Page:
My OEB was the best first dog for my little ones and for my husband and I. No vet bills at all with him and he became not a house pet but a family member. He watched over my 2 girls,my husband and i in every campout park outing walks he was great sid went every where and was well behaved even when other dogs around him acted out he remain very well behaved. Very loyal and again very protective of all of us. If he saw girls fighting or pretend fighting he run towards them and jump between them always breaking them up.they go to park he go with them both always following them or if he was asked to sit down by slide in park he sit there watching both and always wanting to join them he played with them as if he was a human child too. Sleep time he was there with the i said well behaved well controlled easy to train and the best and loyal little family member we ever had. I recomend anyone with small kids if considering a breed this is the breed. They are loving loyal easy to maintain and live with you wont regret it. .....we miss our baby and the standard is held and kept high due to our Sid. ...olde english bulldog is the way to go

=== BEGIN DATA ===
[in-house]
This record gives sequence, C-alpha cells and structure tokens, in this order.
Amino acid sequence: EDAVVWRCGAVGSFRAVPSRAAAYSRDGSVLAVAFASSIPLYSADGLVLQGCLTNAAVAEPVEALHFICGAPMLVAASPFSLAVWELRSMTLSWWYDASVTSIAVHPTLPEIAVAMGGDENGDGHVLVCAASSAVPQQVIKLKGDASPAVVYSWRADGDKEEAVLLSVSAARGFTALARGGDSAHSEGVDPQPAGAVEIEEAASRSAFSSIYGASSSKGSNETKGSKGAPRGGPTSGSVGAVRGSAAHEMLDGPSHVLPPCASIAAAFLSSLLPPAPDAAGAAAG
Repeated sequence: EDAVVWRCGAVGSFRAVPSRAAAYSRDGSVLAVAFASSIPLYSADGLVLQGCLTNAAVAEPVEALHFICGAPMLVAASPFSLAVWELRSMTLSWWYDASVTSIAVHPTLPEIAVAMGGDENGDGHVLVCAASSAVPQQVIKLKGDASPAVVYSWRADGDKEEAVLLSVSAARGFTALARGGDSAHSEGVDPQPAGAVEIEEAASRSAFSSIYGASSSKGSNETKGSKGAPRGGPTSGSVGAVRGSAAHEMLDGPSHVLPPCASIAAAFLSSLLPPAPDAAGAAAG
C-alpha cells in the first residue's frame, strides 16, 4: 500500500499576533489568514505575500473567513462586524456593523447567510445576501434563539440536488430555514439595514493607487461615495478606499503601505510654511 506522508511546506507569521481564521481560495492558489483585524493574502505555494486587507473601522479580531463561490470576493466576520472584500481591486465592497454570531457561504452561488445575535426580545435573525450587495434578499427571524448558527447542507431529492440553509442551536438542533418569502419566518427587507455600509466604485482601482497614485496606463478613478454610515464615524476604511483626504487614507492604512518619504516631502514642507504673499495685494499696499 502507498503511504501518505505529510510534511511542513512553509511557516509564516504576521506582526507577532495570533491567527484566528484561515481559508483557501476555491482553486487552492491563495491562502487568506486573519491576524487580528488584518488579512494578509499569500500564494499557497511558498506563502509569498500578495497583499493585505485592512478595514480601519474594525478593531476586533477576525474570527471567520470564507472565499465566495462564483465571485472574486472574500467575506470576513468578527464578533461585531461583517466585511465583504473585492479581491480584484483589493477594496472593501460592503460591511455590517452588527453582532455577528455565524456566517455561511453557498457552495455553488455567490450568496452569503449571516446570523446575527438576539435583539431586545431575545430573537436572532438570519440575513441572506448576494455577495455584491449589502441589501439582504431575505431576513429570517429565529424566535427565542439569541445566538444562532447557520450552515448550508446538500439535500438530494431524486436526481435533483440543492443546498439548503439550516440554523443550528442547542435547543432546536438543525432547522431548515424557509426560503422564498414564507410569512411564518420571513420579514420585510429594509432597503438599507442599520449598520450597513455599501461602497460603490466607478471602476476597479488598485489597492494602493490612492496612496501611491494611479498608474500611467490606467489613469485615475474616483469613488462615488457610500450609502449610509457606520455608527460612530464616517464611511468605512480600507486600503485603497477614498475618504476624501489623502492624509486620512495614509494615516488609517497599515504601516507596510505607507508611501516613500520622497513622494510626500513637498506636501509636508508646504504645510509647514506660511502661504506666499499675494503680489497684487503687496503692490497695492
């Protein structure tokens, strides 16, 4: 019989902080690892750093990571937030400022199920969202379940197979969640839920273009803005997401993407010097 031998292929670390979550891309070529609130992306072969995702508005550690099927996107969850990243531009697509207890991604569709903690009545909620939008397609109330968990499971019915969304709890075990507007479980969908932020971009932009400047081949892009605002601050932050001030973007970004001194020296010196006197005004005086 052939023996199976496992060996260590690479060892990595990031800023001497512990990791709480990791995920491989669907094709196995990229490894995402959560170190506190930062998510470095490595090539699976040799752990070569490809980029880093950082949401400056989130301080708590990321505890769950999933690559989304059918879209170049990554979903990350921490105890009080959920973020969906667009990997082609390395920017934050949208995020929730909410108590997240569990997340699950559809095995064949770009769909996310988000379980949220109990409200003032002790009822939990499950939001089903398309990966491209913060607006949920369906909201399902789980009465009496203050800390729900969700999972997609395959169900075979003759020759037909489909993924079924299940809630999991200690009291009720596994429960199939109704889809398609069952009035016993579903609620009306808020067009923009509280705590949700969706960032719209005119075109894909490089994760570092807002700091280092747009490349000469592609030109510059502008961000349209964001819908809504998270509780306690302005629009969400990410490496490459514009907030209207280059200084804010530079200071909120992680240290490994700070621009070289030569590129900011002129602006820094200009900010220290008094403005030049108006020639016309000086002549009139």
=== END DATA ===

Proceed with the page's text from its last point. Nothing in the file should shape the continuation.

Jessica on December 29, 2017:

We love our OEB! She is so patient with my children (3 and 5). She is often engaged in games of chase, tug of war and pile on the puppy and she just takes it. She is currently 3 years old and a large girl (75 pounds). She is goofy and quite well-known in our neighborhood as she has a dog door and is often outside when we are at work. We did two dog training classes with her and got my eldest child involved with the training so that the dog would listen to her. I am strongly considering if I want to move forward and get her certified to become a therapy dog. She loves people and the only thing she wants is for everyone to love on her and pet her. I would definitely recommend this breed to anyone who has the time and willingness to properly train.

Mamie Blizzard on November 03, 2017:

Great Dog!!!!!

Becky on August 06, 2017:

Our OEB is my best friend and protector and has literally saved my life during a cardiac event when I died and he barked and got my husband from the back of the house for me! He is so wonderful that I cannot say enough. You MUST be there for them though as they cannot live without your love and attention. Only get an OEB if you are as devoted as they are! BEST DOG EVER!!!

Cori on June 08, 2017:

I absolutely love my OEB after having to small cockapoos initially, I moved in an area that has some shady areas around in the downtown area of STL. I got my OEB at 8 weeks and I love her too death. She is little stubborn, but would very loving and protective. She is 13 months old born 5/2/ girl I baby she is 75 pounds as of April 2017. She has destroyed some shoes and comforters, the latest thing that he destroy was my conch trying to hide A BONE.

Cindy on April 19, 2017: